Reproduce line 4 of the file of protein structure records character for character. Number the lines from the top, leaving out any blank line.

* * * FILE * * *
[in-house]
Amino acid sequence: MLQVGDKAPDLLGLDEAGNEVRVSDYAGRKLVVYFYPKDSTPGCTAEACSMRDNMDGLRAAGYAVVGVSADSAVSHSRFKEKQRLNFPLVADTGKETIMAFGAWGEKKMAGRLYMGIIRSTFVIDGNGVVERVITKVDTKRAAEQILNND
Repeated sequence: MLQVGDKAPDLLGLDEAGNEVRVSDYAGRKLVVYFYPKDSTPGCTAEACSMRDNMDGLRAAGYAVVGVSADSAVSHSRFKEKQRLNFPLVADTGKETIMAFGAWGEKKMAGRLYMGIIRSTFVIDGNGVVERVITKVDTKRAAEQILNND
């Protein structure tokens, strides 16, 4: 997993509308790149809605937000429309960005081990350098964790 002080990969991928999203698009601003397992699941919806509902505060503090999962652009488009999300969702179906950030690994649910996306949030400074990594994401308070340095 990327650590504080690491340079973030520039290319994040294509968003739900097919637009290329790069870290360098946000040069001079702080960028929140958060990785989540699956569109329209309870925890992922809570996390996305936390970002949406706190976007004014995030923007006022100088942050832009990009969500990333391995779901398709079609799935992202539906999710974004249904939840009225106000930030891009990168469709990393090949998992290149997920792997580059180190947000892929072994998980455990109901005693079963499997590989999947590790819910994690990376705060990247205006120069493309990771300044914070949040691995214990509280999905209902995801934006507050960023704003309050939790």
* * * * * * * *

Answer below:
């Protein structure tokens, strides 16, 4: 997993509308790149809605937000429309960005081990350098964790 002080990969991928999203698009601003397992699941919806509902505060503090999962652009488009999300969702179906950030690994649910996306949030400074990594994401308070340095 990327650590504080690491340079973030520039290319994040294509968003739900097919637009290329790069870290360098946000040069001079702080960028929140958060990785989540699956569109329209309870925890992922809570996390996305936390970002949406706190976007004014995030923007006022100088942050832009990009969500990333391995779901398709079609799935992202539906999710974004249904939840009225106000930030891009990168469709990393090949998992290149997920792997580059180190947000892929072994998980455990109901005693079963499997590989999947590790819910994690990376705060990247205006120069493309990771300044914070949040691995214990509280999905209902995801934006507050960023704003309050939790």